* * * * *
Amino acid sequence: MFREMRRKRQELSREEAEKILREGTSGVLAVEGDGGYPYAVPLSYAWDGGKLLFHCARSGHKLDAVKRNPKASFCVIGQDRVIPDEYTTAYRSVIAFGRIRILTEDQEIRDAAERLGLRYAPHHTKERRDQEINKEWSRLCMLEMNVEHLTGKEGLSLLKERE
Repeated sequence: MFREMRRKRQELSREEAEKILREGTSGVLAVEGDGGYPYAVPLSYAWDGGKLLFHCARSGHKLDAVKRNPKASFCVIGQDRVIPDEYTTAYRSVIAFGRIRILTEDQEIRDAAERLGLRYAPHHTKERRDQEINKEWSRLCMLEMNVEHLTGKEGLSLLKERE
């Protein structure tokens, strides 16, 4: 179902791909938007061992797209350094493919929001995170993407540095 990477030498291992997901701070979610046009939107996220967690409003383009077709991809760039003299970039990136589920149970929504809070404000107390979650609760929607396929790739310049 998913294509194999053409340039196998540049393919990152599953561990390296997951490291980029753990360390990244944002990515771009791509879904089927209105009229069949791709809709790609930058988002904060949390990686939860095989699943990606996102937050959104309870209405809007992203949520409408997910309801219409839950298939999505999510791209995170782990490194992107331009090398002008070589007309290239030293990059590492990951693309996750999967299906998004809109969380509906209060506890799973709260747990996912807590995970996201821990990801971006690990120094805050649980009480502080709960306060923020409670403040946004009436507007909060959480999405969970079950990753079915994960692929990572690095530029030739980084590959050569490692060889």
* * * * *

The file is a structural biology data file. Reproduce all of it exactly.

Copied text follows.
Amino acid sequence: MFREMRRKRQELSREEAEKILREGTSGVLAVEGDGGYPYAVPLSYAWDGGKLLFHCARSGHKLDAVKRNPKASFCVIGQDRVIPDEYTTAYRSVIAFGRIRILTEDQEIRDAAERLGLRYAPHHTKERRDQEINKEWSRLCMLEMNVEHLTGKEGLSLLKERE
Repeated sequence: MFREMRRKRQELSREEAEKILREGTSGVLAVEGDGGYPYAVPLSYAWDGGKLLFHCARSGHKLDAVKRNPKASFCVIGQDRVIPDEYTTAYRSVIAFGRIRILTEDQEIRDAAERLGLRYAPHHTKERRDQEINKEWSRLCMLEMNVEHLTGKEGLSLLKERE
């Protein structure tokens, strides 16, 4: 179902791909938007061992797209350094493919929001995170993407540095 990477030498291992997901701070979610046009939107996220967690409003383009077709991809760039003299970039990136589920149970929504809070404000107390979650609760929607396929790739310049 998913294509194999053409340039196998540049393919990152599953561990390296997951490291980029753990360390990244944002990515771009791509879904089927209105009229069949791709809709790609930058988002904060949390990686939860095989699943990606996102937050959104309870209405809007992203949520409408997910309801219409839950298939999505999510791209995170782990490194992107331009090398002008070589007309290239030293990059590492990951693309996750999967299906998004809109969380509906209060506890799973709260747990996912807590995970996201821990990801971006690990120094805050649980009480502080709960306060923020409670403040946004009436507007909060959480999405969970079950990753079915994960692929990572690095530029030739980084590959050569490692060889």